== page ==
Chesterfield: Like if you found out someone was gay, panicked, and shot them.
Tucker: Panic isn’t actually in the language in the bill. It’s that the action can’t come from “discovery, knowledge, or disclosure” of their gender or sexual orientation.
Flowers motions do pass. Substitute motion from Rice to table it.
Flowers: If some justices had a position opposed to this legislation, they would have been here. I would say not to table.
Tucker: I’m comfortable with the bill as it is. You shouldn’t be able to harm someone simply because of who they are. I am respectful of Sen. Rice’s desire to get his questions answered and we have time to do that. Is there a time table to bring it back up?
Motion to table passes.
Flowers asks if it will stay on the agenda. Stubblefield says it will be continue to be on agenda until there’s a motion to bring it off the table.
Flowers: You might enlighten me on where that is in the rules. Stubblefield ignored and moved to next bill.
SB 59 Chesterfield Allows all school employees to defend self against students
Chesterfield: The bill is already existing law. But we are specifying that ‘teacher’ means certified and classified staff. Several paraprofessionals have been beaten up. We’re talking about cafeteria workers, bus drivers. They should have a means to self defense.
Stubblefield: This bill just expands discipline to staff? “This could be the only bill you and I agree on, Sen. Chesterfield.”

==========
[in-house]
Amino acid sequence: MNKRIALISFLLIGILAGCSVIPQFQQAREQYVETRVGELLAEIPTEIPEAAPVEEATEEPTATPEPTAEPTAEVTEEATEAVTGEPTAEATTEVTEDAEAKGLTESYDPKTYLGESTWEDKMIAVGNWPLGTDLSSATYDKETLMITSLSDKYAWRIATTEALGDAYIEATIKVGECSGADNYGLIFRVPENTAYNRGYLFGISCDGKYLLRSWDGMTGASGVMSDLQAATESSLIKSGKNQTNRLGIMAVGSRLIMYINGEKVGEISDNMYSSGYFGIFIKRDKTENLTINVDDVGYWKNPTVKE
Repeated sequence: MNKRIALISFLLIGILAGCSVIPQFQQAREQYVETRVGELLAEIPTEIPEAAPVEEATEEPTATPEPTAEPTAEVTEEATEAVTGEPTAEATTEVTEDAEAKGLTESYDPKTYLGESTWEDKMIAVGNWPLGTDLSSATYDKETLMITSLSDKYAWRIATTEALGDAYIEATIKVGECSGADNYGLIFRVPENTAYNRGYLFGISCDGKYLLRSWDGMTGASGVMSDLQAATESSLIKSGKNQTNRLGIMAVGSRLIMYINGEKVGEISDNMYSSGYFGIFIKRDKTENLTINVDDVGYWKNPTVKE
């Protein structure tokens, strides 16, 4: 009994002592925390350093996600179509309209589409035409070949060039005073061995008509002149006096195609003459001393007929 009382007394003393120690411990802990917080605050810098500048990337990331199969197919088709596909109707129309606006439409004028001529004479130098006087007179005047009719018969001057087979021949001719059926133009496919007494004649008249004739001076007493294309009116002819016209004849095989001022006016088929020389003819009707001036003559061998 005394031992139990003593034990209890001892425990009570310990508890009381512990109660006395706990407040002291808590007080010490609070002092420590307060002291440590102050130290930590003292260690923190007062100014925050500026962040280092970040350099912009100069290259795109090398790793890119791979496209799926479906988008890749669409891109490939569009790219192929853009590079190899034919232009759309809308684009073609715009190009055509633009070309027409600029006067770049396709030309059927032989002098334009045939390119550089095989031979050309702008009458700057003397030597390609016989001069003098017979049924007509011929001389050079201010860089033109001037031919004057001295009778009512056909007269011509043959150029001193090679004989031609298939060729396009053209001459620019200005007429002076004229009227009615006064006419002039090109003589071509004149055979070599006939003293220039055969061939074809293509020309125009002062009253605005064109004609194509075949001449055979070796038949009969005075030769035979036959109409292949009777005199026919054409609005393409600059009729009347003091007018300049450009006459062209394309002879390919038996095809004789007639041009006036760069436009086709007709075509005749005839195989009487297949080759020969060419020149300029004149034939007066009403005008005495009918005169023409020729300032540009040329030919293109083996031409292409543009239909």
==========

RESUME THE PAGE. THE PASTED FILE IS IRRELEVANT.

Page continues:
Chesterfield: “You know, even a broken clock is right twice a day.”
Flowers: I think our laws already include defense of oneself. Are these people trained, especially in dealing with students with disabilities?
Chesterfield: Our training as educators is geared toward all children. We have to be trained in discipline. “This is about the individuals, too.” The people who were beaten up were afraid they would lose their jobs if they held that child away. Puts a light on the fact that it’s not okay to beat up on bus drivers and secretaries. I want our workers to stay in environments that are safe for them and that they can defend themselves.
Flowers: I’m concerned about the children. I think code already covers self defense and defense of third persons. I don’t see giving carte blanche to school employees without knowing there is training, that they understand the students’ and their own rights.
Jerry Cox, Family Council, spoke for the bill.